Today, a woman turns slavery from theoretical wrong into personal evil. The University of Houston's College of Engineering presents this series about the machines that make our civilization run, and the people whose ingenuity created them.
Harriet Beecher was her mother's 7th child. After the 9th, her mother died. Harriet was raised by her father, a Calvinist preacher in Connecticut who held forth on Hell and damnation, but denied the doctrine of predestination. When she was 22 they moved out to Cincinnati where he was to be President of a new seminary.
Her father had only one faculty member, a bright, pudgy, and ineffectual fellow named Calvin Stowe. For a while, Calvin's wife Eliza befriended Harriet Beecher. So when Eliza died young, Harriet and Calvin were drawn together by a shared loss, and in 1836 Harriet became Harriet Beecher Stowe. Their first children were twin girls whom they chose to name Harriet and Eliza.
Calvin was a piece of work. In a crisis, he simply went to bed. He had regular visions of ghosts. Still, an odd chemistry bound these two somewhat strange, and very plain, people. Maybe they were just easy on each other. When Harriet had had-it-up-to-here with bearing children and primitive life in early Cincinnati, she'd go East to take the water cure, leaving Calvin with the kids.
It was on such a trip, with hypochondriac Calvin promising to die before she returned, that Harriet fell in with organized anti-slavery forces. By then she'd already crossed the Ohio River into Kentucky and talked with slave women. A slave named Eliza Buck had touched her deeply with stories about the brutality of the system.
In 1850, Calvin moved to Bowdoin College in Maine. He sent Harriet ahead with the children to set up the house. She looked so frumpy when she got off the ferry that the college president, who'd come to meet her, went back saying she hadn't arrived. The only people who'd left the boat were a poor Irish woman and her brats!
Next spring, struggling with a cold damp house and one more baby, 40-year-old Harriet began writing Uncle Tom's Cabin. She'd written very little, and she set to work with few hopes.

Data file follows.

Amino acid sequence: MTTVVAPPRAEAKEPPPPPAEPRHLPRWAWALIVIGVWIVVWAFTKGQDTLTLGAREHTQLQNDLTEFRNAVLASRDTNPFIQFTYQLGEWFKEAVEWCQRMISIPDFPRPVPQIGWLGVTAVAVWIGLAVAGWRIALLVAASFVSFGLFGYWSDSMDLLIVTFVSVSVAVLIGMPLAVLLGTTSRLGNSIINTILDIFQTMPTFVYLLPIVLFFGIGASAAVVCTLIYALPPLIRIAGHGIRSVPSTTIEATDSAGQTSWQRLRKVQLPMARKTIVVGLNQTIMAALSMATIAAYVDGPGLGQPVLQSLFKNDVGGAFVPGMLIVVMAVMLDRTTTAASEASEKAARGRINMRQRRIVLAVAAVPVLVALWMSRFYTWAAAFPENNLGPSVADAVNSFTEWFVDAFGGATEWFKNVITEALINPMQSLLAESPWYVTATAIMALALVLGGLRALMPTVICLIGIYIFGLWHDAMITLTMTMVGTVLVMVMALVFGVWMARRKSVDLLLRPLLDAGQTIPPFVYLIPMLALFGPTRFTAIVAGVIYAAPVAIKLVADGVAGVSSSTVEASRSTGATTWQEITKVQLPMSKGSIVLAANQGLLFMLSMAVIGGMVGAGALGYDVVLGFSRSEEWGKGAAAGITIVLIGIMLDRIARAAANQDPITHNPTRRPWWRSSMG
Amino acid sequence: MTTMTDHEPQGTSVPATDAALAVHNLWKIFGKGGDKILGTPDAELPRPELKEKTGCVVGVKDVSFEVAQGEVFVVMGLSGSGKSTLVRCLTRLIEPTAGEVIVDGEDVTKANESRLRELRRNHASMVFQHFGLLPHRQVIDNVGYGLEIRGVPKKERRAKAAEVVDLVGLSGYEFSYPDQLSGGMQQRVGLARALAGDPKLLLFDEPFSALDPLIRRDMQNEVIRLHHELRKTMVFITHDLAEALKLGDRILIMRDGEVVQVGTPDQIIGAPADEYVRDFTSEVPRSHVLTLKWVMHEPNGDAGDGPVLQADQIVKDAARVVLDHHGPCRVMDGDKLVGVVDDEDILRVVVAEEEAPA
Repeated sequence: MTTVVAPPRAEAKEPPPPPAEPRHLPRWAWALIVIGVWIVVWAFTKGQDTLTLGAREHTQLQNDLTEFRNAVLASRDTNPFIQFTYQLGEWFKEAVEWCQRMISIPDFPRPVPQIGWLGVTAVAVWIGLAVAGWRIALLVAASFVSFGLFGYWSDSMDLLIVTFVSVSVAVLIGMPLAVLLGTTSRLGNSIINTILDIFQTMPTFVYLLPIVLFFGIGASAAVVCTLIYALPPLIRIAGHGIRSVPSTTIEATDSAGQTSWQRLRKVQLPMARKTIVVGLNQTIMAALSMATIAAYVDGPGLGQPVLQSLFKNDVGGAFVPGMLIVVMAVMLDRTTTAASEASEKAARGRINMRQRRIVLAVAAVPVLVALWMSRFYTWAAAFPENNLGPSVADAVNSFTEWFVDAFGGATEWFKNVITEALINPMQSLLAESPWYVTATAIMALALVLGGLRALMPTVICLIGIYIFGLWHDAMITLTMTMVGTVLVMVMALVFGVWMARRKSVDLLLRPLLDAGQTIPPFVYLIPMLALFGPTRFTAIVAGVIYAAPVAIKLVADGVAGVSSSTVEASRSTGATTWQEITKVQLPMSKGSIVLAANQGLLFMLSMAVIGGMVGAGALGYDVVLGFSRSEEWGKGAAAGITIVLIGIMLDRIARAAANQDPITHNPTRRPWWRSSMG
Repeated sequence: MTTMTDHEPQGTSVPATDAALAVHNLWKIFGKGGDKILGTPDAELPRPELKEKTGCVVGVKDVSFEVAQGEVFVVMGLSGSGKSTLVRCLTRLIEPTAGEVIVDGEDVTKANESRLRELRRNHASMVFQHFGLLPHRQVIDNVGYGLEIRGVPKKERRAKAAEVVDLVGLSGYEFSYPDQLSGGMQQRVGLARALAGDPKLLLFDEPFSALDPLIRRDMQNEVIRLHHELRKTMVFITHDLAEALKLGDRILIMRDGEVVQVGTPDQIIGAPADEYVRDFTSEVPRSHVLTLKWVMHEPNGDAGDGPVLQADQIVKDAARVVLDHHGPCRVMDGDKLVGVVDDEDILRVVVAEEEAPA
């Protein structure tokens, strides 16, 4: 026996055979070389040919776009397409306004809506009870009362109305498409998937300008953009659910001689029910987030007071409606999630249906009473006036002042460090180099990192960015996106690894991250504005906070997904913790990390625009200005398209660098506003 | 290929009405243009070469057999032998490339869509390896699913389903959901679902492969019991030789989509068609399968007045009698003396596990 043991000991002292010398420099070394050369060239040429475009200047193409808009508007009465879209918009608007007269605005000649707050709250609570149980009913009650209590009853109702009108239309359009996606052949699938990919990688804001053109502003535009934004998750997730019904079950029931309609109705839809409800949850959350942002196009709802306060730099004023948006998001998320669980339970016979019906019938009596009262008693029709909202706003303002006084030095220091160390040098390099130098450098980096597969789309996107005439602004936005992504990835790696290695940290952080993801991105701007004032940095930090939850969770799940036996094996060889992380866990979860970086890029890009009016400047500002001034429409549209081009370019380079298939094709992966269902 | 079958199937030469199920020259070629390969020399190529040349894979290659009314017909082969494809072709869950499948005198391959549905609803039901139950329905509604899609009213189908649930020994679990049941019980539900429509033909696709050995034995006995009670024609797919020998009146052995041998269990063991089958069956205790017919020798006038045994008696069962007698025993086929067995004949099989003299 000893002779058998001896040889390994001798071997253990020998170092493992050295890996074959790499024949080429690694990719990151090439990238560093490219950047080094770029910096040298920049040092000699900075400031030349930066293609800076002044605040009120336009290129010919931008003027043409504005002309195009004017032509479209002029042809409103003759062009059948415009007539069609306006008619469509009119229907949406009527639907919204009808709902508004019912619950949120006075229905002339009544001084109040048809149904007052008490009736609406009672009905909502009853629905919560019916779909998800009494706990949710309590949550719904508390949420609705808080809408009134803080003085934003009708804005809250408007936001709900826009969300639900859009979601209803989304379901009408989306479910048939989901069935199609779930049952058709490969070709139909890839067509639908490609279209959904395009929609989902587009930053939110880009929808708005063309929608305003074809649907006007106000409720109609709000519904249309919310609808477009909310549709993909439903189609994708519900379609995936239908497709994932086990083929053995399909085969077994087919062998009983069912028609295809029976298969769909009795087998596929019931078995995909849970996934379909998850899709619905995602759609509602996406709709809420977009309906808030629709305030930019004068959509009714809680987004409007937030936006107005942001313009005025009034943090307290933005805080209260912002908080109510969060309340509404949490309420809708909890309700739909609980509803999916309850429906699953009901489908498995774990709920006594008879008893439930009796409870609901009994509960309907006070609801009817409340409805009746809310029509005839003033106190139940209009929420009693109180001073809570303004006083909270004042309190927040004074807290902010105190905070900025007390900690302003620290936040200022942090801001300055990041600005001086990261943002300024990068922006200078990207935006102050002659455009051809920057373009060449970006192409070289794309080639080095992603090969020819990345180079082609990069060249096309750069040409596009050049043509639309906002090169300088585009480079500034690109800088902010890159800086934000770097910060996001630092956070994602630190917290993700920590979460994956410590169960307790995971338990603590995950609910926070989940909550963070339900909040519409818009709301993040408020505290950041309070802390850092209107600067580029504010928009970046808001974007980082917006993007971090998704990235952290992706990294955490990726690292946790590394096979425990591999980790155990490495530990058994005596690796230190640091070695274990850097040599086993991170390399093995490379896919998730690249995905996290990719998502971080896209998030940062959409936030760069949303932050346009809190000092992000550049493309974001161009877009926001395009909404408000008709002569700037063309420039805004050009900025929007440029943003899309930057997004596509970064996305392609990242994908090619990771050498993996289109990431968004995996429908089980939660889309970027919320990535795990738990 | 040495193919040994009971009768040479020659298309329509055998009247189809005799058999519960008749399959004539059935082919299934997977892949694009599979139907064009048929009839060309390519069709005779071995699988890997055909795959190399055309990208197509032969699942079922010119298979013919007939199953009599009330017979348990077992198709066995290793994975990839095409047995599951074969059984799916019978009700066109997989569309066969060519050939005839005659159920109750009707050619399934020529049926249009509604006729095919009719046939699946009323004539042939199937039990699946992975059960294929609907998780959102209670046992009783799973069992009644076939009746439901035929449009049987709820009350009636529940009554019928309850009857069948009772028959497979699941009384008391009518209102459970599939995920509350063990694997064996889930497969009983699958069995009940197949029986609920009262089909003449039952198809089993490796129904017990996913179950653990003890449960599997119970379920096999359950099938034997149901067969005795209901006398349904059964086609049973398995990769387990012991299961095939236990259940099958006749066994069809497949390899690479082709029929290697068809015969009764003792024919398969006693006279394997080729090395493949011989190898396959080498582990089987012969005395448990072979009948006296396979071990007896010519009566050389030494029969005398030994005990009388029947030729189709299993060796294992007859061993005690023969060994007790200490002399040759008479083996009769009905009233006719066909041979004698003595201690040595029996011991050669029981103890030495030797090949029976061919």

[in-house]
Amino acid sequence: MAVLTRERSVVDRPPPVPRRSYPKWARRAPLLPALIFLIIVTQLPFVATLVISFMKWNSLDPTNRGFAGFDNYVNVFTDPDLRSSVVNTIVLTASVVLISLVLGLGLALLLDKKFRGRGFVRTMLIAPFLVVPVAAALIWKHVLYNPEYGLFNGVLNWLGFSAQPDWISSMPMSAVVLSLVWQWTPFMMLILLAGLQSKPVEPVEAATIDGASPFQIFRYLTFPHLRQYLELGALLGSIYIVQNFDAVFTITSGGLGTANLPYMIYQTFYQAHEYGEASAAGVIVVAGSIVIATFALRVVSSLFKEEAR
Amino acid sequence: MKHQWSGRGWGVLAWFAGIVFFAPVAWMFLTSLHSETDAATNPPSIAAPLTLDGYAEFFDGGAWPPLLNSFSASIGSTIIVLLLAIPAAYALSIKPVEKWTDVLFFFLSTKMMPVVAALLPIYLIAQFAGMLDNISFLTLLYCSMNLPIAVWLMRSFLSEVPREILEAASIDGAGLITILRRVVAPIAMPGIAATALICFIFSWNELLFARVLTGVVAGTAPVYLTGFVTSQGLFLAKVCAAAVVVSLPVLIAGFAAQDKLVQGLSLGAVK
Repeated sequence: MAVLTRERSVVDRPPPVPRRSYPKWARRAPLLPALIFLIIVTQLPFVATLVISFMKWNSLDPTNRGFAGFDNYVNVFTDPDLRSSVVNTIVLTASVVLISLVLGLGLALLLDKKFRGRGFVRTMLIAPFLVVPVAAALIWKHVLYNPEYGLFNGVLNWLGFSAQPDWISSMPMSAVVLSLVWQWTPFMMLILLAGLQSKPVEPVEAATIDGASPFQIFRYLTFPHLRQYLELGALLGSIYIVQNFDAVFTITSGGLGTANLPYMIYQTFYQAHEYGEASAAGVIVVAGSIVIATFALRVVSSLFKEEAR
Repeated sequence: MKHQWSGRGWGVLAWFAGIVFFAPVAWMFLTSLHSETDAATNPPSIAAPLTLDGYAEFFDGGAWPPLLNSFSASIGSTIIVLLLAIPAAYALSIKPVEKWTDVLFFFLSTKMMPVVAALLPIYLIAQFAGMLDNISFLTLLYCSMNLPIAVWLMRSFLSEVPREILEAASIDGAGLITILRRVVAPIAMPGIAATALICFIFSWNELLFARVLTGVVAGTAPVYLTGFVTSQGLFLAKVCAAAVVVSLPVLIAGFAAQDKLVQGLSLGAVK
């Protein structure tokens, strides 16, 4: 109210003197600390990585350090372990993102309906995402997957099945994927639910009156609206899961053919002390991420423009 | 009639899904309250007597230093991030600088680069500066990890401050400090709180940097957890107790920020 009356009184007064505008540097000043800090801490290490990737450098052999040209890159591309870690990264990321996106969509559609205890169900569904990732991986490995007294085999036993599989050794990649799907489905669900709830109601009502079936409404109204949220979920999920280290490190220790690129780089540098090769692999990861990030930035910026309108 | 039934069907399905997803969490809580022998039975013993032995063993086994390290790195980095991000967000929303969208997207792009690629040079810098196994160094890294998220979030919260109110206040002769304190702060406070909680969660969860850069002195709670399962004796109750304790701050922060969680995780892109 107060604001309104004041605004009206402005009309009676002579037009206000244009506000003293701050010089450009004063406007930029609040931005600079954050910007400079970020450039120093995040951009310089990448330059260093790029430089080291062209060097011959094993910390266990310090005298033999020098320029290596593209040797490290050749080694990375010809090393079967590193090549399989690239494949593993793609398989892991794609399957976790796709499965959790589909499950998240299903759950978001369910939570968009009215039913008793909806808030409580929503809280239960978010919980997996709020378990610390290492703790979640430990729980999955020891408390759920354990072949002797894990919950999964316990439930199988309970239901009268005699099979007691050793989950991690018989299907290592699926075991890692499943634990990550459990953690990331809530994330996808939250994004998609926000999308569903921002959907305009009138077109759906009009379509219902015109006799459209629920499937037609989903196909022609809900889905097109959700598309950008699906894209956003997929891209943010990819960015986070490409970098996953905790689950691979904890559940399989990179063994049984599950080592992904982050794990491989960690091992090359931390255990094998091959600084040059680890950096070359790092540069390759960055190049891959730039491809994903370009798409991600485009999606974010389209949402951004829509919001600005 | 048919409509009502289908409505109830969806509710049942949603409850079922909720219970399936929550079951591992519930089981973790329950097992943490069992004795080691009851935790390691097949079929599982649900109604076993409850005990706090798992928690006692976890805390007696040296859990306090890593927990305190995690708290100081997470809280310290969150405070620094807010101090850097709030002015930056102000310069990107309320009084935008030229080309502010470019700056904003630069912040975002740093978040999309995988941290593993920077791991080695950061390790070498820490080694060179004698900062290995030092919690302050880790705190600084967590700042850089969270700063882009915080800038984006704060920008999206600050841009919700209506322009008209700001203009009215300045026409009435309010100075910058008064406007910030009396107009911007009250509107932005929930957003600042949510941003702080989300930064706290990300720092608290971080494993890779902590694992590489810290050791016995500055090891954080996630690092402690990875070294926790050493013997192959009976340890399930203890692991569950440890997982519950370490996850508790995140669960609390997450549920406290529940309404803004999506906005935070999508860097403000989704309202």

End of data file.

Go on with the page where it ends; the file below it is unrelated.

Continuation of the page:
But what she created was the literary success of the century. When people asked how she'd done it, she said God had written it for her. Some complained about the meanness of letting Little Eva die. She only replied that when she herself found out about that part, she was so devastated she had to quit writing for two weeks.
Uncle Tom's Cabin fulfilled no canon of literary greatness. It was poorly researched, to boot. But Harriet galvanized anti-slavery forces by humanizing abolitionist theory. Now slavery had faces and names (including that recurrent name Eliza). And when had a slave ever been the hero of a book? When Abe Lincoln, half-hearted abolitionist at best, received Harriet in the White House he said, "So this is the little woman who made this big war."
However, a more perceptive analysis of Harriet Beecher Stowe was made by George Sand in France. Stunned by the moral force of the book, she simply said that Stowe had "no talent, only genius."
I'm John Lienhard, at the University of Houston, where we're interested in the way inventive minds work.
McCullough, D., Brave Companions: Portraits in History. New York: Touchstone, 1992, Chapter Three.
I am grateful to Dorothy Baker, UH English Department, for additional counsel and ideas.
For full size images of the pictures, click on the thumbnails above
Title page and frontispiece of a cheap 1885 edition of Uncle Tom's Cabin
(Wood pulp paper was at its worst then. We tell that story elsewhere.)
Harriet's brother, Henry Ward Beecher, was a theatrical abolitionist preacher. Here he is selling a slave girl at a church service to buy her freedom.
From the November, 1896, Scribner's Magazine